Looking for a hearty and nutritious meal that’s packed with protein and flavor? This vibrant Honey Dijon Salmon Quinoa Bowl is absolutely loaded with flavor between the roasted veggies and salmon and zingy marinade and finishing sauce.
Between all of the nutrient-dense and high protein ingredients, this delectable quinoa bowl will keep you satisfied for hours. Plus, it comes together in just 35 minutes!
In this recipe, you will learn how to make fluffy and extra-flavorful quinoa (using the same technique I use in this Quinoa Breakfast Bowl). You’ll also learn how to cube salmon and roast it in the oven with asparagus and red onion, all on one sheet pan!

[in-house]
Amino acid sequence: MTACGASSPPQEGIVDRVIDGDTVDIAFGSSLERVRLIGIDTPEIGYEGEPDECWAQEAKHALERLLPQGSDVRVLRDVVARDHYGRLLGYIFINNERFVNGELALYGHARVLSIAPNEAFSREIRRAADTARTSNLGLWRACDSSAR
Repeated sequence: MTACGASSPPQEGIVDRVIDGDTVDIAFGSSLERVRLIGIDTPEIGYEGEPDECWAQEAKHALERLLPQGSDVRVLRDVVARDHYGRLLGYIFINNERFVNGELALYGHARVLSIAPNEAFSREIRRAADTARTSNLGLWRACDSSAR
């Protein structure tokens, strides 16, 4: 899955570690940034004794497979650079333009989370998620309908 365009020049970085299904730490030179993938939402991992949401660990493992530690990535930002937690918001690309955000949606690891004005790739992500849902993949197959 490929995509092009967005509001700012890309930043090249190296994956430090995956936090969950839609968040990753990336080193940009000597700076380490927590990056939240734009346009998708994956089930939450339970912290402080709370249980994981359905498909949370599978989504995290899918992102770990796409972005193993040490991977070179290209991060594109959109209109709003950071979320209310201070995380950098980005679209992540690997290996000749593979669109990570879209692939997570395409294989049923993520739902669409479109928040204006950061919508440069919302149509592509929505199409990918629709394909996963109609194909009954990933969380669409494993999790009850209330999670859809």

And the bonus? This recipe includes a Honey Dijon Sauce recipe that you can use over and over for marinading fish and veggies or pouring over salads or other roasted vegetables.
Honey Dijon Salmon Quinoa Bowl Ingredients
Here’s everything you need:
- Quinoa. You can use white, red, black, or tricolor quinoa.
- Vegetable broth. To cook the quinoa in to add more flavor. You can opt to cook it in water if you don’t have broth or for a lower sodium option.
- Salmon. You can buy it skinless, or you can remove the skin. You can use fresh or frozen, but if you’re using frozen, make sure it’s completely thawed.
- Asparagus. One bunch is usually roughly 1 pound or 16 ounces, so you’ll only need about 1/2 a bunch. Make sure to snap off the ends.